Writing has been a safe space for Rachel since she was 9 years old, but she only recently turned it into her profession. Whilst she was the first of her family and friends to take the bold step into freelancing, she loves the newfound freedom she has over her time and the merge of her work/home-life routines.
Hi Rachel! Where in the world are you based?
Currently, I live in Lagos, Nigeria. I was born and raised in Kano ― also in Nigeria ― where I spent a significant number of years.
How long have you been a writer and what drew you to this profession?
I started writing when I was 9 years old. I was a timid child so writing was a safe space for me to express myself without restraint. Writing was and is still my safe space. I remember writing a play in my notebook using characters I created based on some of my classmates and teachers. It was an interesting one, such that, when it was discovered, my notebook was passed from person to person and I never got it back. For my English language exams, where it was optional, I always preferred essay or fiction writing to letter writing. Much later, I discovered I had a love for writing short poems too.
I only started writing as a profession a year ago. I finally told myself I was ready to take up writing as more than something I did for passion.
What's the best part about being a freelance writer?
I can work anywhere and anytime. It is great that I can be pigging out and still getting work done. I love the fact that it gives me time for whatever else I want to do. I feel more in control of my time.
Working a 9-5 job in a city like Lagos can be very stressful. The roads are always so busy and the heavy traffic makes getting to work an arduous task. That and the pressure at work were a terrible combo which I struggled with for a while. Almost all my friends thought I was crazy when I quit my day job and at one point, I thought I was crazy too but I stuck to it.
Even though switching from a 9-5 job to freelancing was a big decision for me, I haven’t regretted it so far.
"Almost all my friends thought I was crazy when I quit my day job and at one point, I thought I was crazy too but I stuck to it."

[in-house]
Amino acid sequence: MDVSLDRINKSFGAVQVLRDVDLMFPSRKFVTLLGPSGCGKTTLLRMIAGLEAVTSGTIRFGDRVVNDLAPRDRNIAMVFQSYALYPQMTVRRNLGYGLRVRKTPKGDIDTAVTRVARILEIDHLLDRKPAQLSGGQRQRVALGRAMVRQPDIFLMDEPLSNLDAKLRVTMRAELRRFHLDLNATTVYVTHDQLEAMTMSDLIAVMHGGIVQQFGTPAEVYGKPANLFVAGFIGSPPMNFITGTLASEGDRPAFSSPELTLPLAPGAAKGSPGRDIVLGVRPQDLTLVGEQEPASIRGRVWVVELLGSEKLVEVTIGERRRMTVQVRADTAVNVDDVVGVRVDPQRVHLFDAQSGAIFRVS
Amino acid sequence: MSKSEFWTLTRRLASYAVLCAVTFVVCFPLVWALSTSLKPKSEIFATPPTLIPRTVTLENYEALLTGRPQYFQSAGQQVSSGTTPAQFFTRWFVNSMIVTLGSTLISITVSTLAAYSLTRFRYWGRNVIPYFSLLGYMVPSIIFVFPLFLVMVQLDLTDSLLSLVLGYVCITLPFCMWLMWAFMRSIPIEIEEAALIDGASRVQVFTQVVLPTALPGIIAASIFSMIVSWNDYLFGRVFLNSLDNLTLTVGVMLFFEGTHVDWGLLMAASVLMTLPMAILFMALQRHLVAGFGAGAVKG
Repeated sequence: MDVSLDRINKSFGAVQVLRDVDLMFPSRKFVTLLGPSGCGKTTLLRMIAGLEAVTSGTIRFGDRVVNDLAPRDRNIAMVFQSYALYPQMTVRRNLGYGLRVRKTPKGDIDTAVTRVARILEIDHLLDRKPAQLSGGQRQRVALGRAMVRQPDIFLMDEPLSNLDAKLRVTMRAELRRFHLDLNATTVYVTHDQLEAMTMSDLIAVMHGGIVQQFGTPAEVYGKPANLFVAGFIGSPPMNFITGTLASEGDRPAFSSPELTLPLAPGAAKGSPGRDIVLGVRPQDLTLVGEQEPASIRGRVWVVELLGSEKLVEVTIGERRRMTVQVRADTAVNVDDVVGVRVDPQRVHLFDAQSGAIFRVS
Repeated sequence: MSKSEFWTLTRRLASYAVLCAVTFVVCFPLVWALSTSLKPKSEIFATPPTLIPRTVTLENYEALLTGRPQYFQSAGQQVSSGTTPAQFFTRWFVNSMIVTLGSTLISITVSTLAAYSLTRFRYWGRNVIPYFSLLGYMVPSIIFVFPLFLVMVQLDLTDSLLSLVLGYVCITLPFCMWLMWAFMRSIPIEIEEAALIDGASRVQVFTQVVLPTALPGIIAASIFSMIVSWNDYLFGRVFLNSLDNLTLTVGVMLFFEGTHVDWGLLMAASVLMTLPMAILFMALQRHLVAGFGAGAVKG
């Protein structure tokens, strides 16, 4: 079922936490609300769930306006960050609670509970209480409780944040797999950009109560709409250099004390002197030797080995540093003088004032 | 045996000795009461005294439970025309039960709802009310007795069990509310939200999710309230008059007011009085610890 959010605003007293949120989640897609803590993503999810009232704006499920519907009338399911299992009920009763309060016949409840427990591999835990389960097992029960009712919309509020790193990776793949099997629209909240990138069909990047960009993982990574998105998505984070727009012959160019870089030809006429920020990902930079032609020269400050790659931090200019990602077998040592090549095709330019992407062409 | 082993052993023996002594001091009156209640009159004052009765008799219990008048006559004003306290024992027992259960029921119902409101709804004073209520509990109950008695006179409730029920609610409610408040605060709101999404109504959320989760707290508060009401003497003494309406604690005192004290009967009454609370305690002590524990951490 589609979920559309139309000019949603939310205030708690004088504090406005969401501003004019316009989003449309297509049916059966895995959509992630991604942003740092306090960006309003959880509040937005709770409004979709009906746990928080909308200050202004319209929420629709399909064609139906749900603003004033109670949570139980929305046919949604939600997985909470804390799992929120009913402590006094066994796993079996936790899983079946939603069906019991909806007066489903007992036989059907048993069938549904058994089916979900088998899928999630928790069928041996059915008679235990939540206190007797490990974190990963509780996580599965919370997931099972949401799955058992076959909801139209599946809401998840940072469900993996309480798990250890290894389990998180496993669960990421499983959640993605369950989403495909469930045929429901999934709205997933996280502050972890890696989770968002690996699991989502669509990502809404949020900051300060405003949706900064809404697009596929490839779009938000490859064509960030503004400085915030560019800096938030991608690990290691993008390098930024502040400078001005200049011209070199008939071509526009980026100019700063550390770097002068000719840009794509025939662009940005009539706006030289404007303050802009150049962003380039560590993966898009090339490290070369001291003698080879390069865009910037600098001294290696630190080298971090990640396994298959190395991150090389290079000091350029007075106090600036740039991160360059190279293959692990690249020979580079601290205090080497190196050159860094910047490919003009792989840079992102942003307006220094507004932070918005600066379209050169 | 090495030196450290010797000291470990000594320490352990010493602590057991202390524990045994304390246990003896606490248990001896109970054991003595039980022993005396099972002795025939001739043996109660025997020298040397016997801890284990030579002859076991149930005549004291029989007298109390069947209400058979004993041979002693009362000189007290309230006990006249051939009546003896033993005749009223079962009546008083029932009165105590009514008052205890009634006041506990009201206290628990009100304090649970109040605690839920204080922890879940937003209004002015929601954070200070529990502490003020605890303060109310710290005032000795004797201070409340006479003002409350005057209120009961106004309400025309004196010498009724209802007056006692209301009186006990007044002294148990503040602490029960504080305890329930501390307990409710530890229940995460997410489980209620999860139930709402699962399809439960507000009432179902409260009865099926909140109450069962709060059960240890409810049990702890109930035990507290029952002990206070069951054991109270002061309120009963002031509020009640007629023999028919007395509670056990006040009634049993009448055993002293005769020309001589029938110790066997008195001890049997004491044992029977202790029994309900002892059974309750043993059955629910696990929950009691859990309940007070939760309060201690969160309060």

What does your average week look like?
I’m a real homebody these days. My average week is spent mostly in front of my screen, writing or studying. When I have a full week with a lot of work, I create a schedule that I try to adhere to strictly. When all the work is done for the day, I cook a meal, scroll through Netflix, go shopping, read a book or take a nap. I'm a part-time commercial model as well but I haven't accepted any new gigs since the lockdown because I want as little contact as possible with other people for now.
What brings you the greatest satisfaction in your work?
Learning. There's always something new out there. Something I didn't know before like a new word or a new fact or an event in history. I find it fascinating. The intrigue drives me to want to learn even more. It is satisfying but it also creates a new hunger for more. An endless cycle really.
How do you manage your work-life balance?
Most of my life, at the moment, is tied to my work so I guess there isn't much to balance. I mean, with the current situation, I am still a little paranoid about leaving my house. On a normal day though, I do find time to take walks, go to the beach, hang out with friends, attend a few concerts or events and my work doesn’t come in the way of any of that. For now, I just try to ensure I keep in touch with my family and close friends via video calls and instant messaging as regularly as possible.
What's the best piece of advice you've ever received?
"Even if you don't know what you're doing, keep at it. The worst that can happen is failure. If you already know the worst, you're half prepared"
This little piece of advice has made me a lot more adventurous. It made me feel like I could do almost anything if I tried and I need not be afraid to fail.